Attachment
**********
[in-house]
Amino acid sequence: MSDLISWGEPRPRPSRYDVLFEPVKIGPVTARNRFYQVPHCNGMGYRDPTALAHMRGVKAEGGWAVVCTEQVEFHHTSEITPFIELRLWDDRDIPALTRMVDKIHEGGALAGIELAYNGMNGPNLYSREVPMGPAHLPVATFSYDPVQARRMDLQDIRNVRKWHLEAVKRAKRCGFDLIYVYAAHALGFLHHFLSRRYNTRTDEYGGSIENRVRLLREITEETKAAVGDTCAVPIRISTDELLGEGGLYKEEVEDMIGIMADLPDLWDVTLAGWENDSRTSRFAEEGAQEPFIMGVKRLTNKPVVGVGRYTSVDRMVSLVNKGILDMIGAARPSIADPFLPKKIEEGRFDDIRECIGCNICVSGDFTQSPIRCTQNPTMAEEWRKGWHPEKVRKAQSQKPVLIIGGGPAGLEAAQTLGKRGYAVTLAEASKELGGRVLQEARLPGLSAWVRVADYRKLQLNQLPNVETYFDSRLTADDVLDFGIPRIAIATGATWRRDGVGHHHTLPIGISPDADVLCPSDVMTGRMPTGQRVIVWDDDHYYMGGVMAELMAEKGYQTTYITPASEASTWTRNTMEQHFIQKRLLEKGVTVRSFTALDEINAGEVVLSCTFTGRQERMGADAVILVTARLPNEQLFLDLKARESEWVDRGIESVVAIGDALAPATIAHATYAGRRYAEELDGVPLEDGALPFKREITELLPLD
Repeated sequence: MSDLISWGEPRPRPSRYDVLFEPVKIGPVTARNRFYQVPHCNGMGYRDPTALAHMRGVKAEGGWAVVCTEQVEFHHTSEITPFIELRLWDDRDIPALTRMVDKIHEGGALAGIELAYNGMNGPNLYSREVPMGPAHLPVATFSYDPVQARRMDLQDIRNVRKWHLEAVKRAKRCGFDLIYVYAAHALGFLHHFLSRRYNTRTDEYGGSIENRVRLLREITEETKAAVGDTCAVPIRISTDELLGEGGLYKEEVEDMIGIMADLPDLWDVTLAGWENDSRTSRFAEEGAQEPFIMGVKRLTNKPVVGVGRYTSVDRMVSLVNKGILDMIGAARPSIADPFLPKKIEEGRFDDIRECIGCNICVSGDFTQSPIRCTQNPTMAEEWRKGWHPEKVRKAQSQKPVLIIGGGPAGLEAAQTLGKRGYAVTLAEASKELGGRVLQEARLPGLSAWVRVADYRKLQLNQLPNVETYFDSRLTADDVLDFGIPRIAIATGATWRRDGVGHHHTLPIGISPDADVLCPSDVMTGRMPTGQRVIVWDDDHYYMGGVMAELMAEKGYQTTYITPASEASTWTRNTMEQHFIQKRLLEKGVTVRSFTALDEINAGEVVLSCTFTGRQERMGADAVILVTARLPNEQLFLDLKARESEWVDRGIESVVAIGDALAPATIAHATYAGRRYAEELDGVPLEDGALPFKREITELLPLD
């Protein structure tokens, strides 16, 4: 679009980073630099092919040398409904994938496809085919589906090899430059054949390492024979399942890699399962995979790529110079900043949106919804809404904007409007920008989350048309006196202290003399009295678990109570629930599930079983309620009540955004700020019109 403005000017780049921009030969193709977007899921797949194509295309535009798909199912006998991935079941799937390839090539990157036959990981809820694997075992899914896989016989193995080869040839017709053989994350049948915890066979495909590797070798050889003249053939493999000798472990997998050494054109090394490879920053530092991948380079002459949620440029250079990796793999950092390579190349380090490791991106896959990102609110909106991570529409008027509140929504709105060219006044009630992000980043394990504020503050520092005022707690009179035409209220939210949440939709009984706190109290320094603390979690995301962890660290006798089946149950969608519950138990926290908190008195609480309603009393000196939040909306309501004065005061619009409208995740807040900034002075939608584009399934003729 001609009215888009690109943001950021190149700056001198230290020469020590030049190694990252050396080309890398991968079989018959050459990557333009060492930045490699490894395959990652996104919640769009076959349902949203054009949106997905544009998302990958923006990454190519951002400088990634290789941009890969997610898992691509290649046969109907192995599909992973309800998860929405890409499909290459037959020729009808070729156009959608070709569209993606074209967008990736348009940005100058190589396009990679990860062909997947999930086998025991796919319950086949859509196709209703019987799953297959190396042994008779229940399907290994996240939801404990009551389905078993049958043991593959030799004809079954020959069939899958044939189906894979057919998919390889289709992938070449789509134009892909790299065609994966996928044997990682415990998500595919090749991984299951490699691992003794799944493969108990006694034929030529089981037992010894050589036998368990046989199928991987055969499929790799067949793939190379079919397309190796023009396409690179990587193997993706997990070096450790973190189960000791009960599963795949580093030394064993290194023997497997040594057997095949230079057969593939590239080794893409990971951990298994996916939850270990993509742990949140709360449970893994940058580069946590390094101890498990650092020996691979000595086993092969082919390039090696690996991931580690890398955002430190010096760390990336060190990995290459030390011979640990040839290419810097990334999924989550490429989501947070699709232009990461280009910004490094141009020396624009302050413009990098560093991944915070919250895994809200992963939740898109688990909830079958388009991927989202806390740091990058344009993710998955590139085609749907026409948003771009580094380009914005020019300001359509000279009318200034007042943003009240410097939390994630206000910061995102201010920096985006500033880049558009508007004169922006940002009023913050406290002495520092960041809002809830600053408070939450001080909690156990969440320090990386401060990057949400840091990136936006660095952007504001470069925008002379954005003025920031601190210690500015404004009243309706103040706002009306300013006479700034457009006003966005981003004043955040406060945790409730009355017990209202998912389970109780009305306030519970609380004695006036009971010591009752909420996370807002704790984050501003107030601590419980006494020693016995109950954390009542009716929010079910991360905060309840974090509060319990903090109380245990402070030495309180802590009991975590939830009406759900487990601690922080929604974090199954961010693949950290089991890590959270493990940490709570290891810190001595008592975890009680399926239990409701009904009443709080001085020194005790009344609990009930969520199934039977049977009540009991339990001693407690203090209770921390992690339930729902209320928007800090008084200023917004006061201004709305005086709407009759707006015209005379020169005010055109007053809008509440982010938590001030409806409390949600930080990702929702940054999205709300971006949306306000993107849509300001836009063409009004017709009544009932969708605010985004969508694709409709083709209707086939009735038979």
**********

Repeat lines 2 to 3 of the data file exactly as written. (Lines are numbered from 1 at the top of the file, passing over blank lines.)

Amino acid sequence: MSDLISWGEPRPRPSRYDVLFEPVKIGPVTARNRFYQVPHCNGMGYRDPTALAHMRGVKAEGGWAVVCTEQVEFHHTSEITPFIELRLWDDRDIPALTRMVDKIHEGGALAGIELAYNGMNGPNLYSREVPMGPAHLPVATFSYDPVQARRMDLQDIRNVRKWHLEAVKRAKRCGFDLIYVYAAHALGFLHHFLSRRYNTRTDEYGGSIENRVRLLREITEETKAAVGDTCAVPIRISTDELLGEGGLYKEEVEDMIGIMADLPDLWDVTLAGWENDSRTSRFAEEGAQEPFIMGVKRLTNKPVVGVGRYTSVDRMVSLVNKGILDMIGAARPSIADPFLPKKIEEGRFDDIRECIGCNICVSGDFTQSPIRCTQNPTMAEEWRKGWHPEKVRKAQSQKPVLIIGGGPAGLEAAQTLGKRGYAVTLAEASKELGGRVLQEARLPGLSAWVRVADYRKLQLNQLPNVETYFDSRLTADDVLDFGIPRIAIATGATWRRDGVGHHHTLPIGISPDADVLCPSDVMTGRMPTGQRVIVWDDDHYYMGGVMAELMAEKGYQTTYITPASEASTWTRNTMEQHFIQKRLLEKGVTVRSFTALDEINAGEVVLSCTFTGRQERMGADAVILVTARLPNEQLFLDLKARESEWVDRGIESVVAIGDALAPATIAHATYAGRRYAEELDGVPLEDGALPFKREITELLPLD
Repeated sequence: MSDLISWGEPRPRPSRYDVLFEPVKIGPVTARNRFYQVPHCNGMGYRDPTALAHMRGVKAEGGWAVVCTEQVEFHHTSEITPFIELRLWDDRDIPALTRMVDKIHEGGALAGIELAYNGMNGPNLYSREVPMGPAHLPVATFSYDPVQARRMDLQDIRNVRKWHLEAVKRAKRCGFDLIYVYAAHALGFLHHFLSRRYNTRTDEYGGSIENRVRLLREITEETKAAVGDTCAVPIRISTDELLGEGGLYKEEVEDMIGIMADLPDLWDVTLAGWENDSRTSRFAEEGAQEPFIMGVKRLTNKPVVGVGRYTSVDRMVSLVNKGILDMIGAARPSIADPFLPKKIEEGRFDDIRECIGCNICVSGDFTQSPIRCTQNPTMAEEWRKGWHPEKVRKAQSQKPVLIIGGGPAGLEAAQTLGKRGYAVTLAEASKELGGRVLQEARLPGLSAWVRVADYRKLQLNQLPNVETYFDSRLTADDVLDFGIPRIAIATGATWRRDGVGHHHTLPIGISPDADVLCPSDVMTGRMPTGQRVIVWDDDHYYMGGVMAELMAEKGYQTTYITPASEASTWTRNTMEQHFIQKRLLEKGVTVRSFTALDEINAGEVVLSCTFTGRQERMGADAVILVTARLPNEQLFLDLKARESEWVDRGIESVVAIGDALAPATIAHATYAGRRYAEELDGVPLEDGALPFKREITELLPLD